Wednesday, August 29, 2018

Assessment Thinking

Performance assessments, authentic assessments, formative assessments, summative assessments, high- stakes assessment, embedded assessments, assessment of learning, assessment for learning, assessment as learning--I am immersed in assessment language this week.

What does assessment mean to and for learners in our classrooms? To learners in high school classrooms, assessment often means a "final test" or a grade. The test may be a performance. Students could be asked to create a product or write a paper to demonstrate skills and learning.

What does assessment mean for learners? Assessment for learners or assessment for learning means that students are getting the specific feedback they can apply to their performance or demonstration of learning.  Practically, for me as a teacher, assessment for learners means that I need to build in routines or processes so learners can get feedback in a timely way, when and where they need it.

As a teacher, figuring out how to make time for that was always a challenge and I wondered:

  • What works in terms of feedback? 
  • What does the research say? 
  • What makes sense for kids? 
  • How does feedback in one class differ from feedback in other classes?

In my English classroom, feedback routines worked for me. Balancing oral and written feedback of learning at the end of a unit to the feedback students receive along the way. Assessment as learning involves the learner in self-assessment. Such self-assessment happens as we are learning, right? We measure each step we take against the mental model we have of success.
worked for me. Getting students to give me feedback about what was working or not working for them as learners or getting students to tell me what they understood and what they were unsure of worked too.  Assessment for learning shifts the emphasis from the culminating, one-shot assessment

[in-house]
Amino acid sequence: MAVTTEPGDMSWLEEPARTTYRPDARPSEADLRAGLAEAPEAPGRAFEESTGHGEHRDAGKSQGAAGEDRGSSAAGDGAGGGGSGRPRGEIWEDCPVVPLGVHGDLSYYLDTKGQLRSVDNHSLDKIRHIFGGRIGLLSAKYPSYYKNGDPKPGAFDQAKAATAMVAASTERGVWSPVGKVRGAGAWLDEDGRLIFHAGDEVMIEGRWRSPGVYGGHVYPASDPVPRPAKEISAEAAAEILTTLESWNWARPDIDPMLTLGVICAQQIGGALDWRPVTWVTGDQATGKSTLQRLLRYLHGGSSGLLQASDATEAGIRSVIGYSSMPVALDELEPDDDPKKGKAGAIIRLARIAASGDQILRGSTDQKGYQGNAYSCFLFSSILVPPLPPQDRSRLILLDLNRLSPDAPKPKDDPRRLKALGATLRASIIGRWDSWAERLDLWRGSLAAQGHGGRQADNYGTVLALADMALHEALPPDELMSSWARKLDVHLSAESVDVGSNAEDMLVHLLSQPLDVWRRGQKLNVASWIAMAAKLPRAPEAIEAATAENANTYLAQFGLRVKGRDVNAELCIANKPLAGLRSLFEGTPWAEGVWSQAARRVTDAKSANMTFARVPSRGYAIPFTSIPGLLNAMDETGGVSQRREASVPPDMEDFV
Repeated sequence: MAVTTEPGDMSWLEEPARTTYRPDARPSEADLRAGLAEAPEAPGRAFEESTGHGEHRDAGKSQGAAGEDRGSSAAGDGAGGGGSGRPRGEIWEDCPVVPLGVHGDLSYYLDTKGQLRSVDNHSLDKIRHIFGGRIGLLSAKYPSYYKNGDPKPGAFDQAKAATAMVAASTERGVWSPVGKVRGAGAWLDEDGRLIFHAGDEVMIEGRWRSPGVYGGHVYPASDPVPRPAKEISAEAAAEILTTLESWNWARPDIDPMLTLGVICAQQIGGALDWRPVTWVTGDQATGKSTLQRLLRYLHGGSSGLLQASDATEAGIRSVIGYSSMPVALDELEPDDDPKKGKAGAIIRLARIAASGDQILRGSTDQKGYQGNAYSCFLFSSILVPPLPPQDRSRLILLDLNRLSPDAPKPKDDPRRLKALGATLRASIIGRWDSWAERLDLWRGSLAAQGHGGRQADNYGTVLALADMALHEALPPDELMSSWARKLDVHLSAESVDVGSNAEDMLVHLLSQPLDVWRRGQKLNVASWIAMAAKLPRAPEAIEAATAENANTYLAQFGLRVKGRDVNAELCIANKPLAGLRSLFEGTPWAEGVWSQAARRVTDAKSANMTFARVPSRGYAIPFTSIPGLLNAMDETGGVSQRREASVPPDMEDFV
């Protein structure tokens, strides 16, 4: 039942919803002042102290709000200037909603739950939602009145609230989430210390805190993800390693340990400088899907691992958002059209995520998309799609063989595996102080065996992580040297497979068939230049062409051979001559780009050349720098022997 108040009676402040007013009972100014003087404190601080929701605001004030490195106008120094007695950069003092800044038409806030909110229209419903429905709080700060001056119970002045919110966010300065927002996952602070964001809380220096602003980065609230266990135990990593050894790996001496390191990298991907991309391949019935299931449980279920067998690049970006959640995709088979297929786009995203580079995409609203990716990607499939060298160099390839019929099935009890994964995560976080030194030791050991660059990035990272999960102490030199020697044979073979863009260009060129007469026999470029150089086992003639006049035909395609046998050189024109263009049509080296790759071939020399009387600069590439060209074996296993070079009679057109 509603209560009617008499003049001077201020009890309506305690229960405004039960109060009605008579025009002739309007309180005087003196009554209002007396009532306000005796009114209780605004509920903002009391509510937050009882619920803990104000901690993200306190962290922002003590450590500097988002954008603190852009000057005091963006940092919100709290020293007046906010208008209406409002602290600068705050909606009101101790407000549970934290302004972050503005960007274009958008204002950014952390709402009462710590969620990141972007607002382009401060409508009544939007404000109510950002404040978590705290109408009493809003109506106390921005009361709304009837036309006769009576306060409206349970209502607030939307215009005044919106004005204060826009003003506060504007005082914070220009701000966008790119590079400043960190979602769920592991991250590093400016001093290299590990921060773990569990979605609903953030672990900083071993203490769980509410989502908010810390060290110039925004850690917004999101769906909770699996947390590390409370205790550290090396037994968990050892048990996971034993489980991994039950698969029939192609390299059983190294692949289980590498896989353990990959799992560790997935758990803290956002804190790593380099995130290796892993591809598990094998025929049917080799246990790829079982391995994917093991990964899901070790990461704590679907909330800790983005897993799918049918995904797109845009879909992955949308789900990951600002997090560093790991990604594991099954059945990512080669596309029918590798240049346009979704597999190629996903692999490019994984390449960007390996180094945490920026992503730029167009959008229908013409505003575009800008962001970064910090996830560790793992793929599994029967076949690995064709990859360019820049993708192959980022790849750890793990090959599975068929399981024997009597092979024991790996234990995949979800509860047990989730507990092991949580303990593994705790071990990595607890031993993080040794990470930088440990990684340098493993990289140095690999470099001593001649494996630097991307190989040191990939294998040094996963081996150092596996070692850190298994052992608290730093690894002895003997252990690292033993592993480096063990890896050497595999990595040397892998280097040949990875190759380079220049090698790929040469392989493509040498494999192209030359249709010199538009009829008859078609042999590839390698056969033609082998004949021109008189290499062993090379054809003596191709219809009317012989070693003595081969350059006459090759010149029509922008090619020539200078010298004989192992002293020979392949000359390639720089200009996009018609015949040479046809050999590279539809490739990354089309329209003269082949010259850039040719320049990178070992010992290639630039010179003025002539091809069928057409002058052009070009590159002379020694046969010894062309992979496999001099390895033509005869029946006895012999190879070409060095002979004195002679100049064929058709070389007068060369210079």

When administrators talked with me about high-stakes assessments my students took, I used to say that such a test needed to be one image in a student's album of assessment. States and I find countries differ in many people use that metaphor.

Tuesday, August 21, 2018

Deck the Halls

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Slide by the Slice of Life buffet for seconds or link up to serve your own slice of life.

When I walk through the back gate to get onto our campus, I have to scan my identification badge. The gate is guarded. The gates are like revolving doors made out of bars. They only unlock once your badge has been processed. It's an interesting system: safe, secure. When I arrive on campus I come through the elementary school gate.

Our campus is thirty-six acres. On those acres are more than four thousand learners who are in grades pre-K through grade twelve. The high school serves roughly twelve-hundred of those learners, more of course if we count ourselves, the teachers, among the leaners.

When I walk through the elementary school to get where I begin my day--this year it is in a shared office, last year it was in a classroom-- I get to see all sorts of things in the hallways. I see displays of student work, art installations, institutional values, club happenings and even an interactive chalk-board station with a weekly drawing prompt.